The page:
‘… The university has a digital records management policy and an email records management policy that was introduced in 2016. These policies provide guidelines on how we should conduct our business using computer technology. In the process we are creating digitised records and archives. However, there is great need for effective enforcement and implementation of these policies through procedures. There is need cooperation between the records management units and the ICT department, so that proper digital recordkeeping within the university is practiced. The ICT department of the university needs to play a pivotal role on the issues of digitisation of records and archives as this requires cooperation of expertise between records personnel and the ICT department.’

Participant 2 provided three pertinent issues:

‘… there is need to develop a records management framework document (policy) to guide on digitisation of records and archives and their continuous migration as technology changes; successful completion of the student records/data management system will go a long way in effective management of students records, and the records management section has to continuously receive financial support from the university management to enable its proper functioning in recordkeeping matters.’

The participants were asked whether they had a framework on which they were able to control and strengthen digital records management within their universities. Participant 1, a male professional who was Registrar at one of the universities said that:

‘… The university established a Records Committee of Senate which at intervals meet and deliberate on issues of records management in the university. The records committee of senate is composed of members from various units within the university and it reports to Senate which is the highest decision-making board of the university. This indicates that there is adequate support of records management activities within the university. However, there is need for enforcement of records policies to have an effective digitisation programme.’

Participant 2 suggested the following three critical aspects: training of records management personnel and all staff members within the institutions on proper recordkeeping as records help in decision-making, implementation of the records management policy documents and establishment of records management committee at an institutional level.

Discussion

The study findings established that there was a policy framework for the management of digitised records and archives at ZOU, whilst there was no policy framework at HIT. However, the study revealed that even ZOU has a policy framework for the management of digitised records and archives, and this policy framework was not being effectively followed as the participant indicated the need to fully implement the policy. In light of these findings, the study recommended a centralised model for strengthening the digitisation of records and archives at the selected state universities. Sigauke, Nengomasha and Chabikwa (2016:24) supported the adoption of an integrated and collaborative framework for managing emails as digitised records at state universities in Zimbabwe. Nguyen et al. (2009) also proposed a centralised electronic records management system in the Australian public sector for effective implementation of the electronic records management system. Ouma (2012:32) holds that integrated solutions and opportunities to work with partners can improve services at state universities. In their study, Abdulkadhim et al. (2015:17945) established an adoption model that demonstrates a strong correlation between digitisation efficiency, decision-making, technology acceptance and team adaptiveness.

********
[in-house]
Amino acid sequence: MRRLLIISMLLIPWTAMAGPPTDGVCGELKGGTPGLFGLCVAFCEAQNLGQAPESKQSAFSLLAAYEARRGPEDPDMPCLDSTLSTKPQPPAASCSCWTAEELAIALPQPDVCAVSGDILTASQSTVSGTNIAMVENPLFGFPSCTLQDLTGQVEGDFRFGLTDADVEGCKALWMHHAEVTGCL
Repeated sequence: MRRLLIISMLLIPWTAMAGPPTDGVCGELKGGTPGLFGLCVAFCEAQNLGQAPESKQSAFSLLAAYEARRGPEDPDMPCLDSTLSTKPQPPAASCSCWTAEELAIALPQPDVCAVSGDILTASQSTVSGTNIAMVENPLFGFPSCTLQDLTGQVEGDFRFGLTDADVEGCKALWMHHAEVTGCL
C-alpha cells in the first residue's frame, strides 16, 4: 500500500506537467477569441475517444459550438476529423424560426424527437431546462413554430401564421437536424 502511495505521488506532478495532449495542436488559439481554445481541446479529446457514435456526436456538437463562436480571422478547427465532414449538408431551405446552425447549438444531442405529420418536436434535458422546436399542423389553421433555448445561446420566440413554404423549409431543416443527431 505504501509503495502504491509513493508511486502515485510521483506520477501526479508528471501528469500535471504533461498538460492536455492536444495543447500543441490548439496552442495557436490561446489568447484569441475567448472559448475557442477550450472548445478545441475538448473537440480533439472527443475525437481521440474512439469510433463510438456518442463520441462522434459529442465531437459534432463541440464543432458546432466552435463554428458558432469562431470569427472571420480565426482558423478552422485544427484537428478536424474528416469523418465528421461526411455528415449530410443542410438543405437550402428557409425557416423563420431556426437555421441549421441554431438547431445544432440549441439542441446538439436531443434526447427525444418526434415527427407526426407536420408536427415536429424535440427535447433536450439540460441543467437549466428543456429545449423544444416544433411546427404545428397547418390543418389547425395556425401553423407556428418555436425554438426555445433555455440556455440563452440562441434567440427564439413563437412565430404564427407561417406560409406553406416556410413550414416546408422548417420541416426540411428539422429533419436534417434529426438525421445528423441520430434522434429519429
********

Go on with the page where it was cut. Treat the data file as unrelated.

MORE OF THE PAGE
The rapid changes in university business and adoption of technology result in the digitisation of records and archives in order to achieve competitive advantage. In this instance, top management is important for the successful digitisation process because they bring a clear change in management plan and strategy. Katuu (2000:34) argued that digitisation is often seen as the more glamorous because of its various benefits, such as reduced time of retrieval, multiple access points and enhancement. Such technology lowers constraints, such as resistance to change, and expand opportunities, such as potential benefits and advantages of digitisation (Floridi 2014:205). Many universities globally have adopted digitisation of records and archives, and they have recognised that it has made a positive impact on their performance (Alzubi et al. 2015:1). According to Alzubi et al. (2015:2), this has enabled them to link their internal and external data processing systems more efficiently and flexibly to work more closely with their students and staff and to better satisfy the needs and expectation of their clients. Digitisation of records and archives helps to simplify routine procedures and to make data and information more easily accessible to all beneficiaries regardless of the time and place (Smit, Glaudemans & Jonker 2017:308). Another benefit and important contribution of digitisation on the universities have been in reducing the transaction times and costs (Alzubi et al. 2015:1). Smit et al. (2017:307) hold that many organisations continue to invest large amounts of resources in ICT, and therefore, to determine the potential acceptance of these new technologies is important. Alzubi et al. (2015:2) hold that if these new ICTs are accepted and adopted by users, the chances of the systems and investments’ success greatly increase.